My Great Great Uncle Tom Fox

Tom was born in Swindon, England on 30th January 1886, the 7th child of James and Annie Fox. Along with his father and two brothers, Tom worked for the Great Western Railway, starting as a ‘Lad Porter’ in March 1900.

Over the next few years, Tom’s life changed, with the sudden death of his oldest brother in 1901, followed by the death of his mother from TB in April 1904. Later that same year, his father had a serious accident while at work in the shunting yards, which resulted in his leg having to be amputated – he died two days later.

Possibly these events encouraged Tom to try his luck elsewhere as records show him arriving in Canada early in 1907. By 1911 he was working on a farm in Battleford, Saskatchewan, then moving on to Edmonton, Alberta where he worked as a Streetcar Mechanic.

On 4th January 1915 Tom enlisted, becoming Private Thomas Fox, 436052 in the 51st Battalion of the Canadian Expeditionary Force. By September, Tom was back in England for training before embarking for France where he was transferred to the 49th Battalion, C Company, Signals Section.

On 6th July, 2016, Tom wrote the following letter to my Grandmother, his niece.

Signal Section, 49th Batt. Belgium

My Dear Niece,

This is the first time I’ve ever had the pleasure of writing to one of my nieces or nephews, so if I make a mistake in spelling or anything, you must just “read on”. I received the cake and candies alright while we were back in France and I must say they were very nice indeed, so please thank you Mother very much for me, will you. That is just the kind of cake that your Grandmother used to make, “a good sound cake”. I’ve had a lot of different kinds of cakes, made lots of ways, but one from your Mother is better than all the others, because “they are the kind that Mother used to make”. Yes, I would like a few days leave so I could come and visit you all, did Cousin Emily come down for Whitsun, and did you have fine weather. The last time I remember seeing her she was a little girl of almost six, I think, and Stanley was “all smiles”, a nice little chap too. I suppose you are all anxious for the war to end, aren’t you, so are we. I keep getting little souvenirs and carrying them for a few days and throw them away again, but when I see a chance of sending some I’ll send you some, I’ve got some buttons that I cut off a dead German a week ago. I’ll send them when I get a chance.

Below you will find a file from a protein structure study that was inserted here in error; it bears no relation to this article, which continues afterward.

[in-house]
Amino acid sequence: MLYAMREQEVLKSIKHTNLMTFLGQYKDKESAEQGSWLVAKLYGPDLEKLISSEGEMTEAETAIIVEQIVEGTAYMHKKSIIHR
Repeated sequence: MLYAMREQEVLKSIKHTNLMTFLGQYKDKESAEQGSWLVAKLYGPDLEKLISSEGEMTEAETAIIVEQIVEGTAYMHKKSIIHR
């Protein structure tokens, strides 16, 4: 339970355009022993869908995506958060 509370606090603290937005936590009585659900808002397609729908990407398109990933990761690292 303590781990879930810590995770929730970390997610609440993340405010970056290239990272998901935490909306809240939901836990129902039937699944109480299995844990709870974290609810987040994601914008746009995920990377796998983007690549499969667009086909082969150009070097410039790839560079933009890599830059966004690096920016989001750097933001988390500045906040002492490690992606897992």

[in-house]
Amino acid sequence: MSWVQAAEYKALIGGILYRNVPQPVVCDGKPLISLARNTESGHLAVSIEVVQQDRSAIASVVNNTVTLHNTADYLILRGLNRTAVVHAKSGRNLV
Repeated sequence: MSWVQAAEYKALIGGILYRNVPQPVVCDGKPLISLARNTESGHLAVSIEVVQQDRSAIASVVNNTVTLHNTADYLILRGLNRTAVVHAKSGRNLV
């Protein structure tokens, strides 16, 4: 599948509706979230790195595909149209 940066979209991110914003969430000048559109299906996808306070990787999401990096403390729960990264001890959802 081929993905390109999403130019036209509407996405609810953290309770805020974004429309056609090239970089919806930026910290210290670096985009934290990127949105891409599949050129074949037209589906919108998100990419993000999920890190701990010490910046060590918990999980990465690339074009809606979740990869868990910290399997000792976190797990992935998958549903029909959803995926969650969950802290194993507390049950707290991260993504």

Well Phyllis, give my love to your Mother and father and Sonny, and I hope you are all in good health. I remain

Your Loving Uncle


The Regimental diaries record that in early September the 49th were sent south to the Somme battlefield, arriving in the town of Albert on 13th September.

The Forty Niner magazine, October 1978, includes the ‘Recollections of Harry Botel’ which includes…

The Headquarters Company which headed the column during the march (to Albert) were a jolly lot. The signallers, of whom I was one, were a bunch of youngsters, some still in their teens. At the time I was 24 and referred to as ‘Old Bo’. One of our number was Tom Fox, a linesman, with a voice like a foghorn. During our march he would roar out, “Hooray, hooray! This is my daughter’s wedding day. Ten thousand pounds I will give away.” To which the whole section would shout and cheer. Then a moment of silence and Tom Fox would say in a full voice, “On second thoughts I think it best to put it back in the old oak chest.” And then the whole section would groan.

The company camped at Tara Hill, just outside Albert. The diaries of F R Hasse describe the events of the next couple of days, including how they visited the nearby great crater at Lochnagar. At 3pm on 15th September the battalion fell in and left camp, heading for the Chalk Pit where they were issued with bombs and tools. At about 5pm they moved on towards the Windmill between Poziere and Courcelette and on in to battle.

We know nothing else of Tom’s story other than the records showing him as ‘Missing 15/16-9-16’, then later ‘Prev. Rep. missing now for official purposes presumed to have died on our since Sept 15/16 1916’.

There is, however, a final mention in the diary of F R Hasse…

We got word yesterday that Forbes got out all right; also Radcliffe and Trimble. This leaves only one member of our section missing – Tommy Fox – and there seems no doubt he’s been killed. Now, some men under fire are afraid and show it, and some, not many, have no fear at all. Tommy Fox was most certainly in that last group, and it was not because he lacked imagination. He is going to be missed as a linesman, for whenever a line was broken, Tommy Fox, grinning cheerfully, would set out to repair it, no matter how bad the shelling was. Not that he used to take foolish chances though he was sometimes careless about wearing his steel helmet – I remember a stretcher bearer, in the Salient, telling him that he would like to see him with his tin lid on, seeing that he was a heavy man, which remark made Tommy’s grin expand more than ever.

There is no known grave for Tom Fox, although it is quite possible that he is in one of the many ‘unknown’ graves in the British Cemetery just outside Courcelette. Several of them are specifically identified as ‘A Soldier of the Great War, 49th Bn. Canadian Inf.’ He is commemorated on the Canadian Memorial at Vimy and a simple inscription was added to his parent’s grave in Swindon, ‘Also Their Youngest Son, Killed in Action Sept. 1916, Aged 30’.

In 2016, to mark the 100th anniversary of Tom’s death, we retraced his journey up to the battlefront, 100 years to the hour. We also took another fruit cake for Tom, made from his sister’s recipe, and ate it overlooking the battlefield.